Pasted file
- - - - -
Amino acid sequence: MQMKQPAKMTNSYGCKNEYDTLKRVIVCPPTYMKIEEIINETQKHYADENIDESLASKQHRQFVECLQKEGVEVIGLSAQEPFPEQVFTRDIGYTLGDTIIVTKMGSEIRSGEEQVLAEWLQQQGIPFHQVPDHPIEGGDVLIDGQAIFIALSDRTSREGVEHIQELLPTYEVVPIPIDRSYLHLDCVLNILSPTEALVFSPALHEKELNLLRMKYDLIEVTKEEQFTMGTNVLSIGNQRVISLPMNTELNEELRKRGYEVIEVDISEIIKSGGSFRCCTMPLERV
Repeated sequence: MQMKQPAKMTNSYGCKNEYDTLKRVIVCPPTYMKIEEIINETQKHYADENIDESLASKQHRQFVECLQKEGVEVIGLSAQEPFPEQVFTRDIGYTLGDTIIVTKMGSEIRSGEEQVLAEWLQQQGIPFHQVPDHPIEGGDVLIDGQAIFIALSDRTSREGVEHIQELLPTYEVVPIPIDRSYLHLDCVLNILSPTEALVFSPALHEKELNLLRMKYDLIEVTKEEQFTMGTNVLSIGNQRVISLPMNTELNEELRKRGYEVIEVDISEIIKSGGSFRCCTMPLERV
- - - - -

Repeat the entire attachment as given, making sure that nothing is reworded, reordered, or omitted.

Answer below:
Amino acid sequence: MQMKQPAKMTNSYGCKNEYDTLKRVIVCPPTYMKIEEIINETQKHYADENIDESLASKQHRQFVECLQKEGVEVIGLSAQEPFPEQVFTRDIGYTLGDTIIVTKMGSEIRSGEEQVLAEWLQQQGIPFHQVPDHPIEGGDVLIDGQAIFIALSDRTSREGVEHIQELLPTYEVVPIPIDRSYLHLDCVLNILSPTEALVFSPALHEKELNLLRMKYDLIEVTKEEQFTMGTNVLSIGNQRVISLPMNTELNEELRKRGYEVIEVDISEIIKSGGSFRCCTMPLERV
Repeated sequence: MQMKQPAKMTNSYGCKNEYDTLKRVIVCPPTYMKIEEIINETQKHYADENIDESLASKQHRQFVECLQKEGVEVIGLSAQEPFPEQVFTRDIGYTLGDTIIVTKMGSEIRSGEEQVLAEWLQQQGIPFHQVPDHPIEGGDVLIDGQAIFIALSDRTSREGVEHIQELLPTYEVVPIPIDRSYLHLDCVLNILSPTEALVFSPALHEKELNLLRMKYDLIEVTKEEQFTMGTNVLSIGNQRVISLPMNTELNEELRKRGYEVIEVDISEIIKSGGSFRCCTMPLERV